Madam, Withouten Many Words by Thomas Wyatt

Thomas Wyatt 1503-1542

Madam, Withouten Many Words

Madam, withouten many words
Once I am sure ye will or no …
And if ye will, then leave your bourds
And use your wit and show it so,
And with a beck ye shall me call;
And if of one that burneth alway
Ye have any pity at all,
Answer him fair with & {.} or nay.
If it be &, {.} I shall be fain;
If it be nay, friends as before;
Ye shall another man obtain,
And I mine own and yours no more.

Thomas Wyatt
Born: 1503, Kent, England
Nationality: English
Died: 11 October 1542. Dorset, England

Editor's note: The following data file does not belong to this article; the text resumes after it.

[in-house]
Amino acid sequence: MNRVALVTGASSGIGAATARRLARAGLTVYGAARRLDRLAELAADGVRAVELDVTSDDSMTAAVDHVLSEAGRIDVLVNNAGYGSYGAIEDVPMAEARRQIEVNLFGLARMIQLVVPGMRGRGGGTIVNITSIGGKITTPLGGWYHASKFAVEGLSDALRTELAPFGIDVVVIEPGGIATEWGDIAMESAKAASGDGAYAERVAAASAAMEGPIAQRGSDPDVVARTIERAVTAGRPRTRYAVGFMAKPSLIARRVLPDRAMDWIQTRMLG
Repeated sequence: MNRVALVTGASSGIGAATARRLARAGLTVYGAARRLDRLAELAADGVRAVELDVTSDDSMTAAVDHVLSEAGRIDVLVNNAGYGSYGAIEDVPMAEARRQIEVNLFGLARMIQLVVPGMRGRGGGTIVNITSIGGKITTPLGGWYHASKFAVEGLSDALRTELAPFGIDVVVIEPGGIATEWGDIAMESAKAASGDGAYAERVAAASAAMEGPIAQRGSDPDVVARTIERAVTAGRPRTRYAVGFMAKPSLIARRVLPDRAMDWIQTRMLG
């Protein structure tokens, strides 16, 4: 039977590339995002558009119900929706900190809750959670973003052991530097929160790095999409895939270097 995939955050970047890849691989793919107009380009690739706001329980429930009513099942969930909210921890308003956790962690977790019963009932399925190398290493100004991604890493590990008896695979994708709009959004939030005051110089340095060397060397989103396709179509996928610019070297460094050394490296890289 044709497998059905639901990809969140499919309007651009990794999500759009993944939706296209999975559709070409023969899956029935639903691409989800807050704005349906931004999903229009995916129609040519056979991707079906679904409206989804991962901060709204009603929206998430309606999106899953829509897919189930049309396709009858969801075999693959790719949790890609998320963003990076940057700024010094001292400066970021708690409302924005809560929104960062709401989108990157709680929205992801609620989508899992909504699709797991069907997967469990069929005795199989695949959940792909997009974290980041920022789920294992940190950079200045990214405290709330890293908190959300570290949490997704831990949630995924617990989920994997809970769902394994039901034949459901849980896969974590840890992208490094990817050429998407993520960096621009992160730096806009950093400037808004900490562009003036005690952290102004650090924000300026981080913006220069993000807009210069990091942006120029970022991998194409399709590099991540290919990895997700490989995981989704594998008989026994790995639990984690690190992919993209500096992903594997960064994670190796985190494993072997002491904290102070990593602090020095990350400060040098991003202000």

Wyatt was a16th century politician and lyric poet. He is credited with bringing the sonnet to English literature. Following his father into the court of Henry VIII after his education at St. John’s College, Cambridge Wyatt was entrusted by the king with many important diplomatic missions. Thomas Cromwell was his principal patron in public life. Following the death of Cromwell Wyatt was recalled from abroad and imprisoned for treason. Ultimately, he was acquitted and released shortly before his death in 1542. Wyatt’s poetry may have been published anonymously during his lifetime, however, none was published and printed under his name until some 15 years after his death